• The European Central Bank (ECB) is researching the potential of a single central bank digital currency (CBDC).
• Representatives from private and public banking institutions share their opinion on the digital euro.
• Issues such as anonymity and competition with private banks are being discussed.
Potential of a CBDC in Europe
The European Central Bank (ECB) is researching the potential of a single central bank digital currency (CBDC). This idea has been met with mixed reactions from various stakeholders in the European Union. Representatives from both private and public banking institutions have shared their views on the matter, discussing issues such as anonymity and competition with private banks.
Three Use Cases
Evelien Witlox, program director for the digital euro at the ECB, lays out three use cases that are prioritized by the ECB: person-to-person payments between individuals; consumer-to-business payments including e-commerce and physical purchases; and payments to or by government entities. These use cases could potentially threaten traditional banks’ business models by competing with their collection activity and disrupting their financing capacity, according to Jerome Grivet, deputy CEO of French bank Crédit Agricole.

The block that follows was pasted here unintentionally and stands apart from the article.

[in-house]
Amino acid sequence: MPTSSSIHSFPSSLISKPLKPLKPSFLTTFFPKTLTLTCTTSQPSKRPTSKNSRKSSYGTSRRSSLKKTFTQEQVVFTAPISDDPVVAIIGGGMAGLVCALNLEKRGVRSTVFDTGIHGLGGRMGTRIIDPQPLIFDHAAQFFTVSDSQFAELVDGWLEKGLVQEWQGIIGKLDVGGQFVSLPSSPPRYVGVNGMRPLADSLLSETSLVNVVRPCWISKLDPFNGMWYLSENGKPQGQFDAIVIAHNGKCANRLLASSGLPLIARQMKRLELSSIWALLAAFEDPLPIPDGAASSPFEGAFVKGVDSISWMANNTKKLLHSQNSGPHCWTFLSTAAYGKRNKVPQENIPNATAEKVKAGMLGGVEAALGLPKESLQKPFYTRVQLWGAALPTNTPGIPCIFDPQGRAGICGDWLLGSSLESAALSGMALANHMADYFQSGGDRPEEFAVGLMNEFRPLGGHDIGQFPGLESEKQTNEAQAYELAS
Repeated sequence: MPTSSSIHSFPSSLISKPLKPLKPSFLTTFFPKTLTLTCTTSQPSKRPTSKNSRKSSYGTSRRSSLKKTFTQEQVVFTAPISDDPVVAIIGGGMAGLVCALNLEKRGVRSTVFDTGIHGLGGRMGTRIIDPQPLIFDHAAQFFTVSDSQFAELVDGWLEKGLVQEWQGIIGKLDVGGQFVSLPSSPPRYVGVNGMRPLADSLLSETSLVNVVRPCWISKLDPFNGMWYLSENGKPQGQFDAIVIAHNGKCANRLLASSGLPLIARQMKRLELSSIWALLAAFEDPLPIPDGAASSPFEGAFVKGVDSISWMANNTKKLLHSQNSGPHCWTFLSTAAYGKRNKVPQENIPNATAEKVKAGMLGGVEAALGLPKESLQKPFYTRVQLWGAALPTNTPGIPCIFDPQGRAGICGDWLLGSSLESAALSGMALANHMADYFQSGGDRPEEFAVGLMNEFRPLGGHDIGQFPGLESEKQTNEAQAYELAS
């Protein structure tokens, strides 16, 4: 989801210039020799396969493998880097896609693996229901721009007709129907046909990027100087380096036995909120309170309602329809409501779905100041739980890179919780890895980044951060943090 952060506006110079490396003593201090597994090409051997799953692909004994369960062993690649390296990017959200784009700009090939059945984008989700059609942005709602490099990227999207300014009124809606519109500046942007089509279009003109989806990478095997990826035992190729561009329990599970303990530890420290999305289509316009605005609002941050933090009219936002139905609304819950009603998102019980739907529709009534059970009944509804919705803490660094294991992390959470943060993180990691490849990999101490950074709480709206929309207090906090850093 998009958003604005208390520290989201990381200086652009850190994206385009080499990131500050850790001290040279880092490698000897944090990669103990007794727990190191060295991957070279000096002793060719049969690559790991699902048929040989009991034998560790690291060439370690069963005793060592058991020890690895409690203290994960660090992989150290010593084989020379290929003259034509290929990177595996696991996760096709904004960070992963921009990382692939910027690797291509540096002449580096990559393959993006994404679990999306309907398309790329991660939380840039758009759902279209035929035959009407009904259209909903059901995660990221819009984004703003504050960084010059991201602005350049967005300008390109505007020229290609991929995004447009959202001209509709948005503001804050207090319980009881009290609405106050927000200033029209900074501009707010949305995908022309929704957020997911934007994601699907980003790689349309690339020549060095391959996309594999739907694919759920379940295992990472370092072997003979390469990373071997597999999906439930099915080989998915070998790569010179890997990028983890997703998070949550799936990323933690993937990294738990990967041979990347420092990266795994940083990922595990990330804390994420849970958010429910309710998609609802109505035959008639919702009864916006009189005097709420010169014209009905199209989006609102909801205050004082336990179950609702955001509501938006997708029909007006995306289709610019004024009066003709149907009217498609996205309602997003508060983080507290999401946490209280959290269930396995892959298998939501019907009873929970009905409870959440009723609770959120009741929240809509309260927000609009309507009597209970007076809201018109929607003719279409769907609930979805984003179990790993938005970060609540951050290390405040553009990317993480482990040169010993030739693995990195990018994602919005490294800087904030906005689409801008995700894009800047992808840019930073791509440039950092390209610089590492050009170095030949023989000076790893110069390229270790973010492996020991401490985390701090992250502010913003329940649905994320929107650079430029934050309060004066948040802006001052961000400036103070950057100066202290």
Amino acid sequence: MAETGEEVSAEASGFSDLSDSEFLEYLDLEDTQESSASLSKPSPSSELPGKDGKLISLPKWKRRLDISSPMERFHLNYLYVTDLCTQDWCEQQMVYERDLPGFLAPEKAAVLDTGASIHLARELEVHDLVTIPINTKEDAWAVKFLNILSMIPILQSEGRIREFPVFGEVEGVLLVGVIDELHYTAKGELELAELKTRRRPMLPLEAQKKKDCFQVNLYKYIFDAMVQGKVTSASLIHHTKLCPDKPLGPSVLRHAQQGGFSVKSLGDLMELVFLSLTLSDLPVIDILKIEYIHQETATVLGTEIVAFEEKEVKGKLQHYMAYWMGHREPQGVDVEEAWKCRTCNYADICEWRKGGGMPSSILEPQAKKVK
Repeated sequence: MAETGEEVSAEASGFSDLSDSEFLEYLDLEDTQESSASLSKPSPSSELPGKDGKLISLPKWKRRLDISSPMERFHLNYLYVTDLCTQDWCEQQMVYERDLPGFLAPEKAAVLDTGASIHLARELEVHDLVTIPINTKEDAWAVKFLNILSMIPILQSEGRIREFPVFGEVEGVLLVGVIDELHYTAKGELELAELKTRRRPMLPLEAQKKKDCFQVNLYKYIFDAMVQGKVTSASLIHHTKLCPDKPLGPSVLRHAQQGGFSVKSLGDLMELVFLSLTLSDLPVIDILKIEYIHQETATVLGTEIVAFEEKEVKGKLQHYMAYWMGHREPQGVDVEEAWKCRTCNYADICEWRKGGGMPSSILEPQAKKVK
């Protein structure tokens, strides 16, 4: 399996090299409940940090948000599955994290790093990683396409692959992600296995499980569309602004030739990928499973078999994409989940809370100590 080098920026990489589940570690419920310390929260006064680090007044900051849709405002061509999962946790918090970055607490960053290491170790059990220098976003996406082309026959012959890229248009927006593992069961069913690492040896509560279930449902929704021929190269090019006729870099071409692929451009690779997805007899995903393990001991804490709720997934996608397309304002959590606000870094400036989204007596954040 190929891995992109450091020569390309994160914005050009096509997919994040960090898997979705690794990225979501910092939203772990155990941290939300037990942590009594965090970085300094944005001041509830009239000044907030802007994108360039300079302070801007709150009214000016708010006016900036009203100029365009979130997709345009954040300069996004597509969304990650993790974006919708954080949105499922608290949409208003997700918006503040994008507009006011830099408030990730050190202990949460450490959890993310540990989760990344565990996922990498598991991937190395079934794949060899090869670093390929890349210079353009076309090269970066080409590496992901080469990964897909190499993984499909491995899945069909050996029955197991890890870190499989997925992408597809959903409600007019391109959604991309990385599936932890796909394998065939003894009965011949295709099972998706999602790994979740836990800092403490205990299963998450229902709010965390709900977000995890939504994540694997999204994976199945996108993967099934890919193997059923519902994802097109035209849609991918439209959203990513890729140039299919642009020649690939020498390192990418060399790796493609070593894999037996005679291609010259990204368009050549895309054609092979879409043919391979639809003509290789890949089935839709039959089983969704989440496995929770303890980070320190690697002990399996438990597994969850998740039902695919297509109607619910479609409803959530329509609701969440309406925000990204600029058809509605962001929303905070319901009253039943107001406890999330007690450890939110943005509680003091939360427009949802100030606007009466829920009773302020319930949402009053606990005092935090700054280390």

Competition With Private Banks
Burkhard Balz, member of the executive board at Deutsche Bundesbank, shares Grivet’s sentiments that it is essential for national central banks to avoid extending their footprint too much in order for private sector intermediaries to be involved in distributing the digital euro. He goes further to emphasize that these intermediaries should explore economic potentials rather than just seeing this as an obligation they must fulfill.
Customer Reactions & Adoption Rates
It is difficult to predict how customers will react to this new form of central bank money or how much public adoption there will be, according to Grivet citing Chinese digital yuan adoption rates as an example. To address this concern, Witlox promises that customer data collected through usage of the CBDC would not be shared with third parties nor used for surveillance purposes.
Overall there are many considerations that must be made when creating a CBDC such as user privacy and economic incentives for intermediaries while still maintaining efficient distribution methods without relying too heavily on traditional banking systems. While more research needs to be done before any final decisions can be made, it seems like all parties involved agree that customer data collected through usage of the CBDC would remain secure while users maintain full control over personal information.